‘The insistence of innovation:’ California state Sen. Henry Stern on his experiences at Berkeley Law and his impression of campus politics

The Bridge - A series of interviews linking students to remarkable figures of UC Berkeley and the Bay Area.

senator henry stern
Henry Stern/Courtesy

Berkeley Law alumnus California state Sen. Henry Stern may have gone to Harvard University for his undergraduate degree, but he still considers himself a “West Coast Californian” at heart. Born and raised in Southern California, Sen. Stern ventured to the East Coast while studying in Cambridge and then returned to California to complete his law degree. Upon graduating from the UC Berkeley School of Law as an environmental attorney, he worked on the Hill before going on to represent companies doing clean energy work all over the country. But today, drawn back to his roots, he represents California’s 27th State Senate District, which includes parts of Los Angeles and Ventura counties.

In his undergraduate years at Harvard, Senator Stern focused primarily on history, as well as art and sociology. But he was always “inspired by justice and equality.” During his undergraduate years, this calling manifested itself in his work with the United Service Organizations. Upon graduating, he knew he wanted to continue his work in public service, and he knew Berkeley Law was the best place for him pursue that goal.

Sen. Stern gravitated to Berkeley Law because of his intense interest in activism. While working on campus, he engaged with an eclectic group of people who had a varied set of beliefs and values. It was his time at this school that opened his eyes to the many different ways to engage in activism. Sen. Stern explains that what ultimately drew him to Berkeley Law was the real, critical work being done on the campus and the rich variety of ways he could engage with chief issues of the time. In his own words, “the power of (UC Berkeley) is the breadth.”

His time on this campus was driven by his desire to provoke change, but his experience seems to stand in contrast to traditional representations of political activism often associated with the university. By participating in science, business and law, Senator Stern ultimately found that a multivariable type of activism was the most effective way to implement change.

Today, many students have their eyes set on bettering the world, but they are not all looking through a strictly political lens. By passionately engaging in technology, law, medicine, business and the social sciences, the students at UC Berkeley form a cohort of inspired individuals who want to make a difference.

Sen. Stern spoke about the importance of focusing on this end goal and how there can be many means to that end.

The Daily Californian: Did you always know you wanted to go to law school and then into politics?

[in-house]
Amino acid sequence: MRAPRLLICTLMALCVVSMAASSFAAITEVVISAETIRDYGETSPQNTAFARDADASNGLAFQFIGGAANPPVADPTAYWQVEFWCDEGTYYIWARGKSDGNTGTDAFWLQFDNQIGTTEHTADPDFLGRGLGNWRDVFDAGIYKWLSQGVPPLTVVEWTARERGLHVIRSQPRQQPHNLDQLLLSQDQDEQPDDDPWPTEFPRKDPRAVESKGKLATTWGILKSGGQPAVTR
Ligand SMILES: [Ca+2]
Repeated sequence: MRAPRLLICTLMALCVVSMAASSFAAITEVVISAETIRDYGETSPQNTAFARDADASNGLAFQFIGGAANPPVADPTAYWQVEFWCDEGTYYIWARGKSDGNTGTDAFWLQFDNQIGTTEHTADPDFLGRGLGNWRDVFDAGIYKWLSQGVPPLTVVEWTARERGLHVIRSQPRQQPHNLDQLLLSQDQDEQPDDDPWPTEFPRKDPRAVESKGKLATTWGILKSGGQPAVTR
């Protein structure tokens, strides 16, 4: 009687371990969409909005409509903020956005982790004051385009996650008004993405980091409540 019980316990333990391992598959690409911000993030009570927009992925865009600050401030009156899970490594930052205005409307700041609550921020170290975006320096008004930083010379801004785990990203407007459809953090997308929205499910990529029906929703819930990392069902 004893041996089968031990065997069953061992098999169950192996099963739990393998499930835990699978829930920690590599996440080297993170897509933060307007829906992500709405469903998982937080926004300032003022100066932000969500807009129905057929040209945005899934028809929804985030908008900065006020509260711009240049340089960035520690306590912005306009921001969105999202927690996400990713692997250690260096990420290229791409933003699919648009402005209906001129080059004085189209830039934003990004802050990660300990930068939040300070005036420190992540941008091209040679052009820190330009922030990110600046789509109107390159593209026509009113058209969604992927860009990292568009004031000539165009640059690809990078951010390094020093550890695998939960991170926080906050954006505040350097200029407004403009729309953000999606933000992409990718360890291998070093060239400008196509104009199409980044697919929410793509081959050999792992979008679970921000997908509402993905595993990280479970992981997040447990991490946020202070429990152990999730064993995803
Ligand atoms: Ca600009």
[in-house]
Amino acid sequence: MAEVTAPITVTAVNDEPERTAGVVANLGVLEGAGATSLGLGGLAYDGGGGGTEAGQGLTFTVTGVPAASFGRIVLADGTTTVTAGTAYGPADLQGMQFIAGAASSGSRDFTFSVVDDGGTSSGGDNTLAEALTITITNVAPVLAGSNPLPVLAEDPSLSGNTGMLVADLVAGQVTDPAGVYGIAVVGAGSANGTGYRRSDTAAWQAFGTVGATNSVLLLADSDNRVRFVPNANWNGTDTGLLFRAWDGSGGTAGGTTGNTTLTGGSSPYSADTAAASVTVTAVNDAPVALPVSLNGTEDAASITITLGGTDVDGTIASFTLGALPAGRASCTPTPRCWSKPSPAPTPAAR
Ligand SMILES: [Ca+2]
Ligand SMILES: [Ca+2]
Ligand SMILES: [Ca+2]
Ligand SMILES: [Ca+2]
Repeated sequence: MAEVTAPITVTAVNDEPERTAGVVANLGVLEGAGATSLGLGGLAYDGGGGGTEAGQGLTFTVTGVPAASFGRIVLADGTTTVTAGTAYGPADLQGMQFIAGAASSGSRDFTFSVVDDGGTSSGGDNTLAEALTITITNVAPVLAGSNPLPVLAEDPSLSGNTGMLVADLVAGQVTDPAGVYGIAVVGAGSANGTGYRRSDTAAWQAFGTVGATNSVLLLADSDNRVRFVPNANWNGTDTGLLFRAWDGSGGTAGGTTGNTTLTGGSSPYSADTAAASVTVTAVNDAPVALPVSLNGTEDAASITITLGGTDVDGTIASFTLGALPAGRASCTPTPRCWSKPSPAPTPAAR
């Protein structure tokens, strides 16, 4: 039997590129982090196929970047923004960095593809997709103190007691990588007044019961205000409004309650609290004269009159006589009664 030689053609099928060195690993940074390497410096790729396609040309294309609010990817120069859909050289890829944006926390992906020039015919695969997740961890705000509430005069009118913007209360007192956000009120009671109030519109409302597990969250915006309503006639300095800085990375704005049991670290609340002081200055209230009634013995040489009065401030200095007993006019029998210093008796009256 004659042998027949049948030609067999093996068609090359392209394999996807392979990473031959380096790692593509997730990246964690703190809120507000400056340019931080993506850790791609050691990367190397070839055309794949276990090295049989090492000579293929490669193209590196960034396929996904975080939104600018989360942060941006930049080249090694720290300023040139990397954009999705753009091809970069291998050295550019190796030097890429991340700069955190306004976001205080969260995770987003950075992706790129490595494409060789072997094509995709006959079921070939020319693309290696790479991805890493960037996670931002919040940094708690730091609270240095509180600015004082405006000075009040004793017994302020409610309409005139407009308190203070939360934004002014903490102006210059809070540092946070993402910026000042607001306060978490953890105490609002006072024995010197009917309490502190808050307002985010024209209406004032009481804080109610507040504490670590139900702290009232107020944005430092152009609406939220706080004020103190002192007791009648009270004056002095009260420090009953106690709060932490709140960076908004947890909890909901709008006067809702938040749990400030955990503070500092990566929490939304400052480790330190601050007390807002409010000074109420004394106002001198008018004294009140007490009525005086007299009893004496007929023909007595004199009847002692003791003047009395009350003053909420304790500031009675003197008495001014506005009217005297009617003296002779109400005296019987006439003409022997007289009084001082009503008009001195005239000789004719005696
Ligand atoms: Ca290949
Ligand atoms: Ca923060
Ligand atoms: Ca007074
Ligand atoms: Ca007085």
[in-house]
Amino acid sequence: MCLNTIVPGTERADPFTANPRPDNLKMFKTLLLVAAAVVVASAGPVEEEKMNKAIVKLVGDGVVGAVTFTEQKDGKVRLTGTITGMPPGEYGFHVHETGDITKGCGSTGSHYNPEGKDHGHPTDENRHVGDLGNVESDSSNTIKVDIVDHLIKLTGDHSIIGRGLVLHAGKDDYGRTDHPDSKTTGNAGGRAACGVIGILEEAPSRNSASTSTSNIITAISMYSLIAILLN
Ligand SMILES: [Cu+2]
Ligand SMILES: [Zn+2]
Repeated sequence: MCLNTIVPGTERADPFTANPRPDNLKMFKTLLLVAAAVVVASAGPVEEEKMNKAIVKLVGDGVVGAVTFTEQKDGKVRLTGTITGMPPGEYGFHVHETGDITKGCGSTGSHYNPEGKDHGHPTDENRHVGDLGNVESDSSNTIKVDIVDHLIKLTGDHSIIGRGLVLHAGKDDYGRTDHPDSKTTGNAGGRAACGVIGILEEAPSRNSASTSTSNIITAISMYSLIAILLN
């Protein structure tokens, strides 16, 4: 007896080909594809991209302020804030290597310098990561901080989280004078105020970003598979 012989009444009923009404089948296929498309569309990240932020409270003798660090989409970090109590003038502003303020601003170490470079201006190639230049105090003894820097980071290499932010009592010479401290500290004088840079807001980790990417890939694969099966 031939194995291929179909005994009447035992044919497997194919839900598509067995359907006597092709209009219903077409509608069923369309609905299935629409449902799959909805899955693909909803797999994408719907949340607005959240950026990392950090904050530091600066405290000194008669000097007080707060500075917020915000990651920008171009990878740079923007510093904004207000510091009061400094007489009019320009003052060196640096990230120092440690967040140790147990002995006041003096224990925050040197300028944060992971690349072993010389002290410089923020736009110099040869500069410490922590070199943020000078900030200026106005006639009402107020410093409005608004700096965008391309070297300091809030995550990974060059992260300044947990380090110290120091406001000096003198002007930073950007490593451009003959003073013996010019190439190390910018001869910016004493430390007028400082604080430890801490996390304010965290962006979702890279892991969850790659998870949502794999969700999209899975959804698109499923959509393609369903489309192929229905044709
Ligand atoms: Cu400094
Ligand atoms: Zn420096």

Sen. Stern: I knew I was going to either try to solve the climate crisis and/or work on juvenile justice issues through law. And that’s why I went to (Berkeley Law). (UC Berkeley) isn’t a place you go to just wax poetic; it’s a place you go when you want to get things done. For me, I knew that … It was a lot of serious people doing a lot of serious work, and I had to be in the mix.

DC: Knowing that you wanted to go into public service and contribute to shaping society, would you say you gravitated toward Berkeley because of the city’s long legacy of activism?  

SS: UC Berkeley is a school of doers. … It wasn’t as much the city of Berkeley as the insistence of innovation at (UC Berkeley).

I was an activist in a different way. I wasn’t doing a ton of protests. … I changed my kind of activism. I found ways to be a true Berkeley activist, but more using the power of law and politics. I went into the system as opposed to staying outside of it. There are all different ways to effect change, but I decided to go in and work with institutions. … It was the engineering students and the business students I worked with most.

I spent time with dispositionally very conservative people. I did have a small group that would go out and work on elections and knock on doors. … I had that group of pure democrats, doing democratic activism. But really the folks that I did the most revolutionary, or disruptive or innovative work with were pretty conservative people.

You can be just as revolutionary or disruptive by being a good lawyer or engineer or business student as you can with political geography.

DC: What was your impression of the political landscape of campus? UC Berkeley has quite a reputation for being bent toward the left; did you find that you only encountered one type voter or one set of beliefs?